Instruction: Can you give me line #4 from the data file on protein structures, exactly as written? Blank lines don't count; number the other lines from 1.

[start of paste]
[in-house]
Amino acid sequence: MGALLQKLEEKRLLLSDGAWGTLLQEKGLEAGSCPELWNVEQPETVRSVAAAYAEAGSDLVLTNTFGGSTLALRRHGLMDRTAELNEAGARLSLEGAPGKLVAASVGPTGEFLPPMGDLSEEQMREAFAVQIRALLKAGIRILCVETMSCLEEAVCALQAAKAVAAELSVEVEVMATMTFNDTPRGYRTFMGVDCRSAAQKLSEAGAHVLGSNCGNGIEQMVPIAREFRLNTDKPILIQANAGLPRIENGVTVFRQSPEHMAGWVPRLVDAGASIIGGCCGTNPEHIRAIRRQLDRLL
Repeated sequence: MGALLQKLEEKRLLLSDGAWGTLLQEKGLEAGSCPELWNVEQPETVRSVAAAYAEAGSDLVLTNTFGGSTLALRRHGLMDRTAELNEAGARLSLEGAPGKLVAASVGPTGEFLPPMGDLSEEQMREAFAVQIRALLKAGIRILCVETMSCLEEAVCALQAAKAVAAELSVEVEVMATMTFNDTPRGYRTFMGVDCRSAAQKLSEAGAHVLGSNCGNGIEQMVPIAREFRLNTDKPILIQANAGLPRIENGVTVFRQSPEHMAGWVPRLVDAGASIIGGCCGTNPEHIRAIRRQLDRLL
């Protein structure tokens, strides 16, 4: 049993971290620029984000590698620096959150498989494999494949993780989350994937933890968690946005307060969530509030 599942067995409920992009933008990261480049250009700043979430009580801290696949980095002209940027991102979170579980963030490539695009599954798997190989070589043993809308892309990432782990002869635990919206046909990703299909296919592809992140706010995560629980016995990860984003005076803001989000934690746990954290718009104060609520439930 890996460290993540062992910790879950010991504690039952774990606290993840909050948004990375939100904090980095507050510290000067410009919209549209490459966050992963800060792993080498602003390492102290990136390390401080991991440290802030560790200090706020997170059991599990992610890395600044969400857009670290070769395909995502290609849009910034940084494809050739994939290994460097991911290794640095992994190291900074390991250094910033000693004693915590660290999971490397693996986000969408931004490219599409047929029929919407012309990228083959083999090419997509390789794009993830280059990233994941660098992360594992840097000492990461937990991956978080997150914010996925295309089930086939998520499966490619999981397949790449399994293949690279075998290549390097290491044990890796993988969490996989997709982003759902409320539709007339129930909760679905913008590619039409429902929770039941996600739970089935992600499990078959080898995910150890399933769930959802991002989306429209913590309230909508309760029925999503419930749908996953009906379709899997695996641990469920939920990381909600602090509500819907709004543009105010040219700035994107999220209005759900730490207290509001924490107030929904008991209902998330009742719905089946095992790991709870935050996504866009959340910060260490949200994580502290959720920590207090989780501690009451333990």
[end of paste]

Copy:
């Protein structure tokens, strides 16, 4: 049993971290620029984000590698620096959150498989494999494949993780989350994937933890968690946005307060969530509030 599942067995409920992009933008990261480049250009700043979430009580801290696949980095002209940027991102979170579980963030490539695009599954798997190989070589043993809308892309990432782990002869635990919206046909990703299909296919592809992140706010995560629980016995990860984003005076803001989000934690746990954290718009104060609520439930 890996460290993540062992910790879950010991504690039952774990606290993840909050948004990375939100904090980095507050510290000067410009919209549209490459966050992963800060792993080498602003390492102290990136390390401080991991440290802030560790200090706020997170059991599990992610890395600044969400857009670290070769395909995502290609849009910034940084494809050739994939290994460097991911290794640095992994190291900074390991250094910033000693004693915590660290999971490397693996986000969408931004490219599409047929029929919407012309990228083959083999090419997509390789794009993830280059990233994941660098992360594992840097000492990461937990991956978080997150914010996925295309089930086939998520499966490619999981397949790449399994293949690279075998290549390097290491044990890796993988969490996989997709982003759902409320539709007339129930909760679905913008590619039409429902929770039941996600739970089935992600499990078959080898995910150890399933769930959802991002989306429209913590309230909508309760029925999503419930749908996953009906379709899997695996641990469920939920990381909600602090509500819907709004543009105010040219700035994107999220209005759900730490207290509001924490107030929904008991209902998330009742719905089946095992790991709870935050996504866009959340910060260490949200994580502290959720920590207090989780501690009451333990």